While still a great game, Hitman: Absolution often forgets its stronger points and favors its weaker ones.

User Rating: 8 | Hitman: Absolution X360
Gameplay: The assassinations are still great as always, with plenty of different ways to take out each target. Unfortunately, IO seems to have forgotten that this is their strongpoint, as each assassination has several painful straight-stealth missions between them. While the assassinations are open and creative, these stealth segments are linear and quite forgettable, as well as annoying. They usually lead you either down a straight path with maybe one or two alternate routes, but there generally isn't any allowed creativity during these segments and you'll be left hoping that the next assassination isn't going to be too much longer away. The biggest problem with the gameplay is the updated disguise system. Now, any enemy with the same outfit as you will detect you. While that makes sense in theory, there are two major problems with this system. First, I fail to understand how a cop could know every other cop in Chicago by heart and instantly be able to call someone out from across the room. Second, even on normal, enemies are able to detect you way too fast and it makes disguises almost useless. Since your cover can be blown in half a second, you'll often be sticking to the stealth mechanics anyway, and sometimes it's better to simply not have a disguise on at all. Instinct can help a little bit with its "blending in" feature, but most of the time you're spotted so quickly that you don't even have enough time to react. However, although this sounds mostly negative, the gameplay is for the most part pretty good. The stealth segments aren't as fun, but the mechanics are still great, and assassinations are just as good as they've always been. It's just a shame they weren't focused on a little more. The strongest part of Hitman: Absolution is the replayability. Each mission has tons of challenges to complete that can't possibly be done on a single playthrough. These are fun, interesting, and will test your skills. Contracts, as well, will add many hours to your game time (I'll discuss that in its own section)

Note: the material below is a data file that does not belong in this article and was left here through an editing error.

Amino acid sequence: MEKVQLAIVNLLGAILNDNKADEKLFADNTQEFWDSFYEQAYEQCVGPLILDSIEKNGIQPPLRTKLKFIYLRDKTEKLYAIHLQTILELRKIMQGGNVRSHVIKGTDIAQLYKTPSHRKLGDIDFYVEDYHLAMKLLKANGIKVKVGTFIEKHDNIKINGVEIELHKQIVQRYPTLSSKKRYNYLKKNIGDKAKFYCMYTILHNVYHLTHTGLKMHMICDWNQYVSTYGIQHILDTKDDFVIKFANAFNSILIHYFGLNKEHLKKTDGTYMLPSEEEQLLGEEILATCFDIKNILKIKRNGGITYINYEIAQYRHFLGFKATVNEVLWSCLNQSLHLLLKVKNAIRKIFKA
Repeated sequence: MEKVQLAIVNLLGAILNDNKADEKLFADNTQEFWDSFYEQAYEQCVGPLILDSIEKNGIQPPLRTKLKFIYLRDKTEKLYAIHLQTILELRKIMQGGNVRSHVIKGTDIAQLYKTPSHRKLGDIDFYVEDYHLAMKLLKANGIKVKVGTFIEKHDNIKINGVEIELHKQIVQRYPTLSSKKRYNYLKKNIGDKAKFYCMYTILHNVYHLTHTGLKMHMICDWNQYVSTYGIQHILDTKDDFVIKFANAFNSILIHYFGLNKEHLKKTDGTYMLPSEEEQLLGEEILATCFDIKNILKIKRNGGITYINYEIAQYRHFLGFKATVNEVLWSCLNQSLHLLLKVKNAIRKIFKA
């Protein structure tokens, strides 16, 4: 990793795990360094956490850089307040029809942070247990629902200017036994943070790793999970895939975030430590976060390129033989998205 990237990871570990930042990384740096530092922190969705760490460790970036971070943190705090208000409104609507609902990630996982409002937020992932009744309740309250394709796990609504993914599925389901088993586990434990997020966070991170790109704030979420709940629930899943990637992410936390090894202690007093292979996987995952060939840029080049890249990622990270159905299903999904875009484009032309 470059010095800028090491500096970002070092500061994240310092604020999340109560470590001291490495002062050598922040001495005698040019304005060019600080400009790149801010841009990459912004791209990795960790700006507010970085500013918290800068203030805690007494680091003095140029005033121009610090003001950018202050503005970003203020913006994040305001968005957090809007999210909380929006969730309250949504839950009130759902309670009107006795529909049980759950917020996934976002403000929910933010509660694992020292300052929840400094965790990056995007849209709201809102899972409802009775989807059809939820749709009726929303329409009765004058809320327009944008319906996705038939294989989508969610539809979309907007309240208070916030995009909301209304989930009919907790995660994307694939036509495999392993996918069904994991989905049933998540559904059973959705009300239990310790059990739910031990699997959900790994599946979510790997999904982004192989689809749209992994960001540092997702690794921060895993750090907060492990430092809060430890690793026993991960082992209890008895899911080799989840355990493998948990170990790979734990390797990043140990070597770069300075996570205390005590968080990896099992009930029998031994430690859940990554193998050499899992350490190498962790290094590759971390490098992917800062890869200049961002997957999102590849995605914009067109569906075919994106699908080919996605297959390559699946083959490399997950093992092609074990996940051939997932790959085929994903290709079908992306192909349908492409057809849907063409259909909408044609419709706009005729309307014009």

Story: The story starts off interesting enough, but it tanks as soon as you meet the main villain. IO went for a sort of grindhouse Tarentino feel, but it simply doesn't work. Every character is written as unpleasant and annoying as a substitute for being interesting or three-dimensional. The only likeable character is 47, and that's simply because he's the one who talks the least. It's kind of cool to see Agent 47 invest emotionally in Victoria, seeing himself in her and being able to personally relate to what she's gone through, but she disappears almost immediately and this dynamic is never developed any further. Much like the assassinations, IO had something interesting here, but for whatever reason refused to focus on it.

Graphics/Sound: Both of these are wonderful. The graphics are crisp and pleasing to the eye, with everything from rain, decaying structures, and some of the largest crowds you've ever seen all being rendered in great detail without hardly a hitch in performance. The art direction really gives off the atmosphere that 47 has delved into the lowest pits humanity has to offer. The sounds design is also top notch, going hand in hand with the art direction to really sell you on the world that you're in. NPC dialogue is well written (minus the main villains') with plenty of humor to lighten up the often depressing atmosphere being given off. While Jesper Kyd is missed, the music still does it's job and is quite good.

Contracts: Contracts mode really saves this game. At first I was skeptical, thinking that, without a level editor, the system would be too simple to have the variety needed to keep me going. However, this is not the case. You'd be surprised at the amount of possibilities available through this mode. And, since you must play the contract to make the contract, you know there will be no impossible levels typically found in most games with user-generated content. The thing that makes Contracts so good though is that it's centered around what the game should be about: assassinations. It's what you buy the game for, and with this mode there are now an endless number of them to be done in an endless number of ways; and it proves that you don't need tacked-on PvP multiplayer to add replayability.

On the story mode alone, I'd probably give this game a 7-7.5. Contracts, however, bumps it up to an 8 and really makes the game. Diehard Hitman fans will be dissapointed that there aren't as many assassinations in this game as previous titles, but if you can set that aside, Hitman: Absolution is still a great game with great gameplay and tons of replay value.
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